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Blog: Students Weigh the Value of College

Admissions conversation focused on navigating transitions with the prevalent theme of why—or why not—they're attending college.

by Katlin Swisher, Campus Sonar Senior Strategist

Admissions & Enrollment: Blog

In our Admissions: Audience Excitements and Pain Points report, which examined conversations from prospective and admitted college students during the September 1, 2021–May 1, 2022 recruitment cycle, we observed a wide range of student college-going motivations and reflections. Students discussed navigating transitions—from high school to college, departing college and returning, transferring to other campuses, or pursuing college for the first time as nontraditional students. These varying journeys demonstrate that college continues to be a pivotal, emotional, and life-changing experience. 

The most prevalent theme across this conversation describes the desire to attend college—or not—and why. A consistent conversation topic within this theme was students’ motivations for enrolling in college and how they assess the value of a college degree, including the determining factors in their college-going decisions. These factors include both whether to enroll in college at all as well as how they’re narrowing down their best-fit campuses. 

Under Pressure

College preparation is among the most stressful times students have experienced in their lives to date. Whether they’re avidly exploring, researching, and narrowing their college-going options or determining what their postsecondary future looks like and if college is part of that plan, the pressure is on, and your students felt it throughout the 2021–2022 academic year. 

Many students expressed broad pressure about making a decision as to whether or not to go to college. This indecisive, overwhelming feeling was often brought on by comments and questions from family, counselors, and teachers. Some contemplated feeling stuck between the polarizing options of going to college or continuing to live at home without optimal job prospects. Others described feeling intimidated, both about being smart enough or qualified to attend college and whether they had what it takes to succeed as well as by navigating unfamiliar, complicated admissions processes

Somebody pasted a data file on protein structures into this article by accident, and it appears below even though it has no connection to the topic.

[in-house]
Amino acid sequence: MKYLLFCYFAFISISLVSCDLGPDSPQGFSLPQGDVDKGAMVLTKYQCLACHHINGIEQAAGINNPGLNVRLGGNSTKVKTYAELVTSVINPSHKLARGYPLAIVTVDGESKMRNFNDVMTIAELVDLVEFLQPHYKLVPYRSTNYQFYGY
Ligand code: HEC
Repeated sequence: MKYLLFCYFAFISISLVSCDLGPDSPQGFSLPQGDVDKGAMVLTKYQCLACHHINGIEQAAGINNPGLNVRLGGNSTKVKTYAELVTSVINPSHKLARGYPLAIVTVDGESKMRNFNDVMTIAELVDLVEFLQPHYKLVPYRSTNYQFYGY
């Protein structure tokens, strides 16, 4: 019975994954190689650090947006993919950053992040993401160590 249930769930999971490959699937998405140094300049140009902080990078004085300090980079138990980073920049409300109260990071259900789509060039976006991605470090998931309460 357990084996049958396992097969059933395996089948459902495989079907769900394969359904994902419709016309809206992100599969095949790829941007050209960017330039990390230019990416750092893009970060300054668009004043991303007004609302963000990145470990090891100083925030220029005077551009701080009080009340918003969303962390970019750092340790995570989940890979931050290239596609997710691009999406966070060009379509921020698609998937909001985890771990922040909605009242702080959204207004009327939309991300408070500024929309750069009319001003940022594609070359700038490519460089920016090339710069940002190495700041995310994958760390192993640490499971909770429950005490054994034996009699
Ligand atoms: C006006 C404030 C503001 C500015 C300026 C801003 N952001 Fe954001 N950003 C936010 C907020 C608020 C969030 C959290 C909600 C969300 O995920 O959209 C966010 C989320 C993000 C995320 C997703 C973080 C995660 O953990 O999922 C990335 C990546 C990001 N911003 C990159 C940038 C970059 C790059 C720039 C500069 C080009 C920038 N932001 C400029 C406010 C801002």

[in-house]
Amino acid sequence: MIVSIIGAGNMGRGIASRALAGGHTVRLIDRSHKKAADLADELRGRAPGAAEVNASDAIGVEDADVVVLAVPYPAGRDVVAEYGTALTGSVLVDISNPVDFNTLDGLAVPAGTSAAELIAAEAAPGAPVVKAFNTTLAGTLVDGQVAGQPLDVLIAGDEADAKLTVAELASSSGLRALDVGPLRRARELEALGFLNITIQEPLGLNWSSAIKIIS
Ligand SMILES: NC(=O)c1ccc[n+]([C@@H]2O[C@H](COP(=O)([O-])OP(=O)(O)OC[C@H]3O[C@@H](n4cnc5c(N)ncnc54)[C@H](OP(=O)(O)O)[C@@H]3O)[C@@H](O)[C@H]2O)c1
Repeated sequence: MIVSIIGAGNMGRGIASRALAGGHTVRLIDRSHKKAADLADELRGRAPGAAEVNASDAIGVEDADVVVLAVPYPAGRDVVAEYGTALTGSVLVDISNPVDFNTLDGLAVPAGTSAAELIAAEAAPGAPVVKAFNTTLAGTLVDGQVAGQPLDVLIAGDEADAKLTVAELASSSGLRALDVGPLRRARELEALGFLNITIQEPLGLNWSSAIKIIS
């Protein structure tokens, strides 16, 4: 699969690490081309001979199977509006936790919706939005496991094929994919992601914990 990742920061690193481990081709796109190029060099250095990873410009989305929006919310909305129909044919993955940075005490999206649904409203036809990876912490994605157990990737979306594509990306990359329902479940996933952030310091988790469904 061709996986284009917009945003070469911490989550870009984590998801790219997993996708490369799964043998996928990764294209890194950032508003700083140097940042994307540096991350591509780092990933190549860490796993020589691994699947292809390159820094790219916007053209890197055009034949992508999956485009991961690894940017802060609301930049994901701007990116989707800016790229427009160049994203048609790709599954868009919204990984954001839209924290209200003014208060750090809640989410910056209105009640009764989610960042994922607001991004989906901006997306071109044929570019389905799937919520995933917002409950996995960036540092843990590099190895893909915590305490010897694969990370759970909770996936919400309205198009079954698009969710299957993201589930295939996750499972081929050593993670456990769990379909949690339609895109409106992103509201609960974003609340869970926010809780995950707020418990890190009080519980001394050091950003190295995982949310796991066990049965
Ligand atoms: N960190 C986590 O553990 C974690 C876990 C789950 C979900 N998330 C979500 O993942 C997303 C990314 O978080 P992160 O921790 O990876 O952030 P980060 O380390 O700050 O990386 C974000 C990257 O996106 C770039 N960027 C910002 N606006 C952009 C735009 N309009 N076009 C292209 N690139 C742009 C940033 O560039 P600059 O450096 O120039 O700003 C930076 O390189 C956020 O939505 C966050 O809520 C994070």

Forum threads often detailed different options for after high school, with students seeking advice as to the best path forward for their future for happiness or financial security. Students also used forums to discuss the pressure of choosing between a few campuses where they’d already been admitted, weighing the pros and cons of each option. The pressure continued to amp up as the May 1 decision day loomed. 

Questions to Consider

  • The admissions process continues to feel ambiguous, stressful, and confusing to many prospective students. How can your campus help them navigate it with empathy, compassion, and clarity?
  • What systems do you have in place to listen to conversations on forums to learn factors in students’ college-going decisions and what obstacles they face in making them? 

Major Implications

Another layer to this pressure was uncertainty about what to study and how that affected students’ college-going decisions. Some students commented that their academic and career uncertainty made the prospect of enrolling in college feel pointless or a waste of time. 

While some students made initial decisions about their major, they also described being constrained by the limitations within degree programs, desiring to just learn. Just like with narrowing down the decision about where to enroll, students often used forums and social media to seek advice about what to study to narrow down their decisions. 

Questions to Consider

  • How can you incorporate more personalized major guidance and academic advising in your recruitment strategy? 
  • How can you connect with students earlier to support their academic and career exploration? 

Money Counts

Cost continues to play a critical role in the decision to enroll (and if so, where). Students express concerns about the rising cost of college, worrying about their financial futures with student loans and whether college is a worthwhile investment

Many students are concerned that college costs may land them in debt they’ll never pay off and prevent them from reaching a financial capacity that allows them to reach home ownership, hindering their quality of life in the future. More specifically, some students shared fears that the expected salaries for their dream careers aren’t compatible with the debt they’d accumulate pursuing careers in those fields, placing them in predicaments about how to proceed. 

Some students describe college as their only pathway to financial independence and outline clear goals with specific career paths to get them there. Other students discussed their journeys of enrolling in college and subsequently stopping or dropping out for various reasons. Many aspire to return to campus, but worry about the financial implications especially if they’re still uncertain about their preferred major or career path. This theme presents a clear need for customized support and flexibility in the areas of retention, transferring, re-enrolling, and online learning. 

Questions to Consider

  • With ongoing concerns about increasing costs of college and accumulating debt, how is your campus communicating financial aid-related information? 
  • How can your campus ease the complexity of understanding financial aid processes? What opportunities exist to expand visibility and awareness around financial aid and value to support enrollment goals?